Willie Ray Fairley

WGL 2021-Willie Fairley
Conrad Schmidt—AP Images for Dean's Dip
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  • Affiliation
    Willie Ray’s Q Shack

When Cedar Rapids, Iowa, was hit by a devastating, 100 mph–plus windstorm last August, Willie Ray Fairley lost electricity like everyone else in the city. But Fairley, the proprietor of Willie Ray’s Q Shack, had a refrigerator full of ribs, and within hours, amidst all the debris and downed trees, he was out grilling and serving them to his neighbors. In the following days, he loaded up his truck and started doing the same for people all over the city, delivering his free barbecue to the hardest-hit apartment complexes and neighborhoods. Even after power to the city had finally been fully restored, he didn’t stop: For another four weeks, as the city went about its slow, painful recovery, Fairley—who had felt powerless the last time Cedar Rapids experienced a major disaster, a flood in 2008—fed people for free. “I wanted to do something,” he says. “And I was in a position to help.” Fairley, who grew up in Mississippi, pitched in again and took his barbecue on the road when winter weather caused power outages that crippled much of Texas this February.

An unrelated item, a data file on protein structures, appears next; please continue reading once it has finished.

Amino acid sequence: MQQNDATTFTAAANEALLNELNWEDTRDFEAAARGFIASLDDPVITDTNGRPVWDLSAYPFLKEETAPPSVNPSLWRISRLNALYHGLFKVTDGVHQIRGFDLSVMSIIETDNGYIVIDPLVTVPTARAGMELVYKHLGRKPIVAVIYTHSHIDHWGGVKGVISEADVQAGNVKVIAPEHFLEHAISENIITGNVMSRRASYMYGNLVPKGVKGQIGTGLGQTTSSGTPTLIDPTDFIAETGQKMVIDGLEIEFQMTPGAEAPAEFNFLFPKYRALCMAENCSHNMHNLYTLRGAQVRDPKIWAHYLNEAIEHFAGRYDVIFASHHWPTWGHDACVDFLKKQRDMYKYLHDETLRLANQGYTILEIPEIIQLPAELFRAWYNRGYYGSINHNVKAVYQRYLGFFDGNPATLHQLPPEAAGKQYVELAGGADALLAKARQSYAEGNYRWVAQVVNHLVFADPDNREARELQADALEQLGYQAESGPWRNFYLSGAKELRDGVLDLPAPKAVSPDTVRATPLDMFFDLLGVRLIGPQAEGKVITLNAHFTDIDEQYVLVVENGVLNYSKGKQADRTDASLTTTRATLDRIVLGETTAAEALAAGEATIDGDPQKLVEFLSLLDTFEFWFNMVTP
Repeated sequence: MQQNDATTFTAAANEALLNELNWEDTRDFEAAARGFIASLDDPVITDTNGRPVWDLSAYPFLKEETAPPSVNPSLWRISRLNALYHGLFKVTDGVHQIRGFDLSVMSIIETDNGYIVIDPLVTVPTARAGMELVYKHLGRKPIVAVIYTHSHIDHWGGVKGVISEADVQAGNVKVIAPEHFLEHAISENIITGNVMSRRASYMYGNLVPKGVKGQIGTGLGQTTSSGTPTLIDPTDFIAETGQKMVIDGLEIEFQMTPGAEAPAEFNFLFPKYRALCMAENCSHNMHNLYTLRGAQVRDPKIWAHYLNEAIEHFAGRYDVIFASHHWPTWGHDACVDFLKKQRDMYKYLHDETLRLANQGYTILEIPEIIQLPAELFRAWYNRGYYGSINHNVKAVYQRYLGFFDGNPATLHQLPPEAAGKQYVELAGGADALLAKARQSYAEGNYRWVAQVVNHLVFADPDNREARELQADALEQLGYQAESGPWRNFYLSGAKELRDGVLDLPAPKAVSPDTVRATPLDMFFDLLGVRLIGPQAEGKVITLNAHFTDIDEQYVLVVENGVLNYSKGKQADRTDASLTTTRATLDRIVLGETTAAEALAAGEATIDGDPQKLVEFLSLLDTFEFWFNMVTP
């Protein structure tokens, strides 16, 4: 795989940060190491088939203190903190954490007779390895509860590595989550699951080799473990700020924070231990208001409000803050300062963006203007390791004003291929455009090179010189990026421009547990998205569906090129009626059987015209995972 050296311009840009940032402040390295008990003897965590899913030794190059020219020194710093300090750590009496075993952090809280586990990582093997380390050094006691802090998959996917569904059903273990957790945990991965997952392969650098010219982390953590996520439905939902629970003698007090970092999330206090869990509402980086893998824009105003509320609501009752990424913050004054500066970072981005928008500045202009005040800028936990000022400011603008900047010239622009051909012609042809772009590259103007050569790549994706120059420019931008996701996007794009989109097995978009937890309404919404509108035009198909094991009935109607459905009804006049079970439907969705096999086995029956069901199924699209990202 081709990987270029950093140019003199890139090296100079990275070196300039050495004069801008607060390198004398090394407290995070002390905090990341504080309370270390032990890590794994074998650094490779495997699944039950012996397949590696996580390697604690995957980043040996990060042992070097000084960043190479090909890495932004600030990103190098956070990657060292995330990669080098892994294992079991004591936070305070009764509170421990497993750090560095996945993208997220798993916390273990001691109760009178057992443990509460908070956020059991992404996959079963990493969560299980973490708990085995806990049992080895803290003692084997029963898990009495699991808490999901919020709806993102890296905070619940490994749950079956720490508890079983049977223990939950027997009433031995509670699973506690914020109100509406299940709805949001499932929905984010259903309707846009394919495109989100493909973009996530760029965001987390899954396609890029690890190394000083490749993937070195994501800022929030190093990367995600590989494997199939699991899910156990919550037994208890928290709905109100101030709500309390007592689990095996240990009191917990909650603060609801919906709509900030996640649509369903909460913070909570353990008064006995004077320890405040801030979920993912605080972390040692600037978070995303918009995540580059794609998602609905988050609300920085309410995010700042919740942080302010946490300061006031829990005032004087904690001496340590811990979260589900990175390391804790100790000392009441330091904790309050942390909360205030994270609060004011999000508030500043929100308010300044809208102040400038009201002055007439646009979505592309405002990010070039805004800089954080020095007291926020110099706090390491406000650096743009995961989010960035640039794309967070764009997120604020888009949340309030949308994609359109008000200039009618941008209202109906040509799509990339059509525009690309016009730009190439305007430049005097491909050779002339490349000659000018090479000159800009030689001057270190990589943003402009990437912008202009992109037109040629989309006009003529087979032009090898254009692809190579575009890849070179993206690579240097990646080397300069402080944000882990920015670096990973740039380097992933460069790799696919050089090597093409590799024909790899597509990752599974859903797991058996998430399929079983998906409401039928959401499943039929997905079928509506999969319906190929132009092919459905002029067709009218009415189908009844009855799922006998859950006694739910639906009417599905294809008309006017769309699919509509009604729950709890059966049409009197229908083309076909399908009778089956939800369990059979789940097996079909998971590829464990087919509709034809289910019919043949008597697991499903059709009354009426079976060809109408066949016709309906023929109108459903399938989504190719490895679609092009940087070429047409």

Fairley’s generosity may have cut into his profits, but it has endeared him to a community where he’s now a celebrated household name. (A billboard in Cedar Rapids encourages citizens to “Be a Willie,” and he’s been recognized by Discover, the credit card company, and actor Will Smith, among others.) In Iowa, in a year defined by the pandemic, disaster, and bitter political division, Fairley, who was recognized by Gov. Kim Reynolds in her annual January address, was the rare hero who transcended all that.